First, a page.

), we show that taking these differences into account does not resolve the problem of interpreting the in vivo data. We chose M_{s} on the basis of published experimental values. The goal of the calculations was to estimate the physiological limits of the M_{e} and the P_{o} on the basis of the in vivo measurements presented in Table 4. In Table 6, we present calculations for three arteriolar cases from Table 4. The M_{s} is taken to be 10^{−4} ml O_{2}· ml^{−1} · s^{−1} on the basis of measurements presented in Table 2. The K for the endothelial cell layer was taken to be 4.45 × 10^{−10} ml O_{2} · cm^{−1} · Torr^{−1} · s^{−1} (43), whereas that of the smooth muscle cell layer was 4.5 × 10^{−10} ml O_{2} · cm^{−1}· Torr^{−1} · s^{−1} (1). Values of inner diameter, thickness, P_{i}, and J_{i} were taken from Table 4. The values of M_{e} are much higher than the corresponding computed values of M in Table 5 and higher than M_{mt}. This is primarily because we have fixed the M_{s} that occupy most of the vascular wall to a value that is two orders of magnitude lower than the values of M in Table 5. As a result, M_{e} that occupies a smaller volume fraction of the vascular wall is in general two orders of magnitude higher than the values of M in Table 5. Increasing the value of M_{s} from 10^{−4} to 10^{−3} ml O_{2} · ml^{−1} · s^{−1} has little effect on the results in Table 6. Because of the thin endothelial cell layer, we also do not encounter *case 2b* in Table 5 where P_{o max} < 0.

#### Sensitivity of P_{o} and M to input parameters with the use of the one-layer model.

To see the effect of input parameters on the overall results, we varied K, the P_{i}, and the thickness of the vascular wall and presented the results in Table7. Doubling K to 6.34 × 10^{−10} ml O_{2} · cm^{−1}· Torr^{−1} · s^{−1} results in a larger number of in vivo measurements falling under *case 1* (twice as many). Since doubling the value of K has the greatest effect on the in vivo results, we presented the physiological bounds for some of the in vivo measurements in Table8. The initial value K = 3.17 × 10^{−10} ml O_{2} · cm^{−1}· Torr^{−1} · s^{−1} is close to the value 3.64 × 10^{−10} ml O_{2} · cm^{−1} · Torr^{−1} · s^{−1} taken by Tsai et al. (71), but the calculated transvascular Po
_{2} difference of 11.4 Torr in Table 5 is less than the experimentally observed value of 18.1 Torr. Increasing K only further decreased the transvascular Po
_{2} difference.

The present calculations assume that P_{i} is the same as in the vessel on average, corresponding to the measured So
_{2}, whereas in reality there exists a gradient in P_{i}. At present, radial P_{i} gradients can be determined theoretically using mass transfer coefficients estimated for arteriolar-sized vessels by Hellums et al. (21). The mass transfer coefficient is used to represent the ratio of the J_{i} and the corresponding driving force in O_{2} tension. The dimensionless mass transfer coefficient, called the Nusselt number, is defined as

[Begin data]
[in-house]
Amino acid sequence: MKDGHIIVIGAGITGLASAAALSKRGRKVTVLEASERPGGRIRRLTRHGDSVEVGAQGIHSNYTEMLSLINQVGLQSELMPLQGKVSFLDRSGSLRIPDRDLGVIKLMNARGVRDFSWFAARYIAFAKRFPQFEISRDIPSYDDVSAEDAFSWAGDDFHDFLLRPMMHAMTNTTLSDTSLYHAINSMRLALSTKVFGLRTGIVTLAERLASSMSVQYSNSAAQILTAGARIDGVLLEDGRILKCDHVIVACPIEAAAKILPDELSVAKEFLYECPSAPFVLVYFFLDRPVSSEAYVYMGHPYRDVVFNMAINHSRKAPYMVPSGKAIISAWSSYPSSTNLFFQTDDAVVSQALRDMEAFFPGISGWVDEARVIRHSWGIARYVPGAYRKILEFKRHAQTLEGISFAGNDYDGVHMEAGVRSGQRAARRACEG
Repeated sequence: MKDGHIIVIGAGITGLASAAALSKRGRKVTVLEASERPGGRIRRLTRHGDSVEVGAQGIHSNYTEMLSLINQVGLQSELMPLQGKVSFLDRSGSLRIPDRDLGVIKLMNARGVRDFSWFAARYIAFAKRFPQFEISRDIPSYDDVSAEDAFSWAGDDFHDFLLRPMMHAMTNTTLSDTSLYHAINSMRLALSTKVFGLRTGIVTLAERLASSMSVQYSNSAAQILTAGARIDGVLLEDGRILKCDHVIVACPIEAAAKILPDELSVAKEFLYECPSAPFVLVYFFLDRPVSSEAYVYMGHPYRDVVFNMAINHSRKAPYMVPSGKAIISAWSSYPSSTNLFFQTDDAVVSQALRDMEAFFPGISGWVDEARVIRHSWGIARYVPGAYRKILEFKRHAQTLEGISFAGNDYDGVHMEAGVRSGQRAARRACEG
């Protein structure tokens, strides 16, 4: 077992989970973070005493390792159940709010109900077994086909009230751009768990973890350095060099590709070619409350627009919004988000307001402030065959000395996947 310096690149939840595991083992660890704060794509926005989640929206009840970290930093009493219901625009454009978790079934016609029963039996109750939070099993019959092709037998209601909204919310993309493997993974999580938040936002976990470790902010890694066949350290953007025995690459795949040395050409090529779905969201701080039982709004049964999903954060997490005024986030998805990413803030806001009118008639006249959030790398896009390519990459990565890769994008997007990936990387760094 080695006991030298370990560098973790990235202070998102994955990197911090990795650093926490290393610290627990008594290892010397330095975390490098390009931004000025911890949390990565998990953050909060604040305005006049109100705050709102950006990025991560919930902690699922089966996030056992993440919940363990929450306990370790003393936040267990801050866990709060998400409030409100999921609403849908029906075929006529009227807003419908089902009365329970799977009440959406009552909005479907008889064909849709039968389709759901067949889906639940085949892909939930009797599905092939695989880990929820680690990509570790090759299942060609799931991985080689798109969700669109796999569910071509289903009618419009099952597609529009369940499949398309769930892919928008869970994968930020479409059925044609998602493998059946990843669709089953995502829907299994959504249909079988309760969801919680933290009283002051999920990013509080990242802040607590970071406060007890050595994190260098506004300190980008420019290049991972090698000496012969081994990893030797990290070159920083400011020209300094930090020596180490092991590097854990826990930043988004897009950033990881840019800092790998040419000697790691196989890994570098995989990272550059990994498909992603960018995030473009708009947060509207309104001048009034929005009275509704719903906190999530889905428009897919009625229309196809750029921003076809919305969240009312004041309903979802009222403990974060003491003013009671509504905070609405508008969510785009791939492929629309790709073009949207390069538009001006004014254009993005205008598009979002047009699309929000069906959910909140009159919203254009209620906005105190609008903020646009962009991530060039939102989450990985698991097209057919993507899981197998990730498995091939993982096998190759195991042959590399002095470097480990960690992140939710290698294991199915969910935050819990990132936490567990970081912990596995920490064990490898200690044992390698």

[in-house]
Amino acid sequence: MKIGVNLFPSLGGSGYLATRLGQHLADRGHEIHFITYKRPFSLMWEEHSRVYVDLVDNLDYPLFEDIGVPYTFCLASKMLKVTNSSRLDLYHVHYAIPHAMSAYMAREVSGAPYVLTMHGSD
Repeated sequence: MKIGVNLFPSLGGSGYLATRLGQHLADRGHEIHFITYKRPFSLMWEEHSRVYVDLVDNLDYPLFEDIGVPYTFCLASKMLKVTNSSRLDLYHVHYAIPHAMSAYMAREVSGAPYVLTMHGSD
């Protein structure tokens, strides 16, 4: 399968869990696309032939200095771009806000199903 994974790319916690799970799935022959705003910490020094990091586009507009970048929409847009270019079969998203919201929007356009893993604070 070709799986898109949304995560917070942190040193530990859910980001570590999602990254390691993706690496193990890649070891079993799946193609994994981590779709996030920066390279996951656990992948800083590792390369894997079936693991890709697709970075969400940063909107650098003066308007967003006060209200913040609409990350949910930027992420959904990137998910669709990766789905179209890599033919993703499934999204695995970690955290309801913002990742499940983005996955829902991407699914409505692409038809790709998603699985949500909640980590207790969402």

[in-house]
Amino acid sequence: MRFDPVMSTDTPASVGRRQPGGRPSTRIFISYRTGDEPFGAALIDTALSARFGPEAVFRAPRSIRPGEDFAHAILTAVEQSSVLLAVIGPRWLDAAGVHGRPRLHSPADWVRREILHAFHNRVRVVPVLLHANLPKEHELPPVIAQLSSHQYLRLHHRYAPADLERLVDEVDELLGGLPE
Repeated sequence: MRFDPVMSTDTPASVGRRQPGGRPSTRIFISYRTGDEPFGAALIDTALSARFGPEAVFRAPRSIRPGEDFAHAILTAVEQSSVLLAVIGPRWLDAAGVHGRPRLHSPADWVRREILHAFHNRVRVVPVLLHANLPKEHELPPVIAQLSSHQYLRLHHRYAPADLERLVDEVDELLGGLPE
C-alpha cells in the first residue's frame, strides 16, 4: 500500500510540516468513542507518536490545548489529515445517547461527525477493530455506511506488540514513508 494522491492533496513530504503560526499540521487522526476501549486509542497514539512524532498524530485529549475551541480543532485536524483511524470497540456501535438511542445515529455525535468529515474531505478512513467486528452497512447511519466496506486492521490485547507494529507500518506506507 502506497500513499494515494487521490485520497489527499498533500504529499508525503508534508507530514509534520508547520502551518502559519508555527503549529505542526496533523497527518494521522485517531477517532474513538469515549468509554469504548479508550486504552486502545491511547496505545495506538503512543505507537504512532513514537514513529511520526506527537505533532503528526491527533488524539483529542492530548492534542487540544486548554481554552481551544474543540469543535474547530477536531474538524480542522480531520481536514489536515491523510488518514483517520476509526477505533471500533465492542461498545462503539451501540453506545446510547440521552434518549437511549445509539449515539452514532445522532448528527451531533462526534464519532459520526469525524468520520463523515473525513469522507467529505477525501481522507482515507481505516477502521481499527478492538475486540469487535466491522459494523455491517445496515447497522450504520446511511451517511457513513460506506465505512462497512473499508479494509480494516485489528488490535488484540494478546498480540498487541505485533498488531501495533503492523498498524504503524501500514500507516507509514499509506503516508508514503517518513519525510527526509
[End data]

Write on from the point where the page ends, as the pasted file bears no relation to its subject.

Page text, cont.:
Equation 16where K_{pl} is the Krogh coefficient for O_{2} in plasma, P* is the O_{2} tension in equilibrium with the mixed mean hemoglobin saturation, P_{i}and J_{i} are measured at the vessel wall, and r_{i} is the internal radius of the vessel. On the basis of the calculations of Hellums et al. (21), for an arteriole with a diameter of 23 μm and flux of 6 × 10^{−5} ml O_{2} · cm^{−2} · s^{−1}, the radial P_{i} drop, P* − P_{i}, would be 66 Torr. Performing similar calculations with flux values from Table 4 for corresponding diameters yielded similar values. Obviously, these Po
_{2} drops are unrealistically high since they are greater than the measured P_{i} values in Table 5. On the other hand, if we use an order of magnitude lower flux value, consistent with those calculated from transvascular Po
_{2} measurements presented in Fig.3 and described in *Sensitivity of*J_{i}
* to wall consumption rates,* we obtain P* − P_{i} of ∼5–6 Torr. Hence, we chose a drop of 5 Torr in the P_{i} for our sensitivity analysis calculations. When the P_{i} is decreased by 5 Torr, the number of measurements falling under *case 1* and *case 2a* reduced by one and two, respectively, whereas those of *case 2b* increased correspondingly by three.

Changes in wall thickness only slightly affected the number of in vivo measurements falling under *case 1*, whereas the distribution of cases falling under *cases 2a* and *2b* changed to a larger extent. Hence, the results are most sensitive to a 100% increase in K, although no experimental measurements are available in support of such a high vascular wall K.

#### Sensitivity of J_{i} to wall consumption rates.

The sensitivity of J_{i} with respect to M can also be analyzed with the use of *Eq. 10
* and available experimental data on transvascular Po
_{2}. With the use of recessed-tip O_{2} microelectrodes, Duling et al. (13) measured the P_{i} and P_{o} for cat pial microvessels with internal diameters ranging from 22 μm to 230 μm and found the gradient (P_{i} − P_{o})/ w ≈ 1 Torr/μm for vessels of all sizes. Knowing the internal and external vessel diameter and the corresponding Po
_{2} for vessels groups in four different vascular orders, we can compute a J_{i}for M ranging between 10^{−6} and 10^{−2} ml O_{2} · ml^{−1} · s^{−1}. The results are presented in Fig. 3. J_{i} is found to be almost constant for M in the range of 10^{−6} to 10^{−4} ml O_{2} · ml^{−1} · s^{−1}, with values of the flux at ∼(3–4) × 10^{−6} ml O_{2} · cm^{−2} · s^{−1}. Thereafter, J_{i} increases by a factor of two when M increases to its respective M_{max} value. The relative sensitivity of J_{i} to M can be explained using *Eq. 5.*For small ratios of w/R_{i}, *Eq. 5
* can be expressed as
Equation 17With K = 3.17 × 10^{−10} ml O_{2} · cm^{−1} · Torr^{−1} · s^{−1} and (P_{i}− P_{o})/ w = 10^{4} Torr/cm, the first term in *Eq. 17
* is 3.17 × 10^{−6} ml O_{2} · cm^{−2} · s^{−1}, for M = 10^{−4} ml O_{2} · cm^{−2} · s^{−1} and w = 2 × 10^{−3} cm, and the second term equals 10^{−7} ml O_{2} · cm^{−2} · s^{−1}. For smaller values of M, the contribution of the second term is even smaller.